Power of Thought
is said that people are defined by the
5 things they think about most. On behalf of our mission,
which strives for the attainment of authenticity, that is something
Thoughts that dominate our minds influence our
perspective of the world and the shaping of our values. Understanding
that we can choose what we run over and over in our heads shows
us, to some extent, that we can exert more control over who we are.
No matter what face we put on in front of others,
when we entertain negative thoughts, or values that conflict with
one another, we actively resist our own liberation. We end up with
hidden agendas that even we might not be aware of, impeding our
Taking note of what we repeatedly think about
during the day can be helpful. Are we haunted by the past? Or by
failed relationships, bad decisions, or childhood trauma? Do unresolved
issues run constantly in the background of our minds, ultimately
sabotaging our progress? Are we addicted to some vice we are ashamed
of and need to hide it from others? Are we hamstrung by irrational
fears, concealed by phony confidence?
While these psychological barriers may be considered
just part of the human condition, our accepting them amounts to
losing control of our lives, a paltry response to what the quest
is all about. It is a denial of our innermost desire to find completeness,
to fulfill our Telos.
What we watch on the media for hours at a time
influences us as well. The frenzied urgency of political commentators
is nothing less than techniques for indoctrination. They promote
irrational fears in order to propagate their biases and prevent
us from thinking for ourselves. That they often sound alike reflects
a formula of coercion.
In like manner, continued exposure to violence
on television desensitizes us to acts of hurting one another. Some
actually consider the threat of violence a valued part of our cultural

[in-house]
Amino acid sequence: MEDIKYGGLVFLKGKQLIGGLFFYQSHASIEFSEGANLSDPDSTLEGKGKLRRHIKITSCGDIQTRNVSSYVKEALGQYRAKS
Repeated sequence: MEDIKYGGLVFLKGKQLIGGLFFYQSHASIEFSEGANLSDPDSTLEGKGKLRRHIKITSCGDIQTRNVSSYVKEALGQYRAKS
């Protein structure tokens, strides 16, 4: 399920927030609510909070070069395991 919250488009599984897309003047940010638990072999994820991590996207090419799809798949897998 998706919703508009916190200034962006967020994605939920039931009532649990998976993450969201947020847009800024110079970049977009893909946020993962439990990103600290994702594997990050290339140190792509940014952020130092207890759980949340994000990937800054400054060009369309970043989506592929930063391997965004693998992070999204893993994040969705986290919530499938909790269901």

Focus enough on media illusions of the rich and
famous, and the lure of its subliminal messaging changes our attitudes
toward values that really count.
The truth is, one cannot be a committed Knight
and a scoundrel at the same time. If todays Knighthood
is anything, it is a rejection of personal hypocrisy. When
a courtesy is extended, its intent as a sign of respect must never
be violated or exploited. If we believe in freedom, it cannot be
limited only to ourselves. Equality is a ridiculous, vacuous ideal
if it excludes whole groups of people due to prejudice. Greed and
compassion for others are structurally incompatible, no matter how
we try to balance them.
If you feel irresistibly drawn to chivalry, but
find yourself responding to it only on a part-time basis, or in
a piecemeal manner, or just in words online or in fantasy, ask yourself
why. What inner conflict is disrupting your commitment? What values
do you harbor that contend with your urging of conscience? What
thoughts manage to push chivalry aside after a moments reflection?
What better thoughts can compensate for that?
The power of the 12 Trusts comes from
their ability to awaken moral ideals that are part of our nature,
not imposed from the outside like political propaganda. They are
not exploitive, but life-enhancing. They seek to liberate rather
than control. They view the quest as a blessing of freedom rather
than a coercive threat to autonomy. They nudge conscience to its
proper place in our lives, helping complete who we are.
12 Trusts give us something positive to contemplate when
the negativity of errant thoughts seem to run amok in our minds.
Their direct link to conscience makes them powerfully alive and
The person who holds true knighthood in his or
her heart understands how negative thoughts affect our vision of
reality, and how self-discipline, combined with a code of ethics
based on Natures Law, can help reset our priorities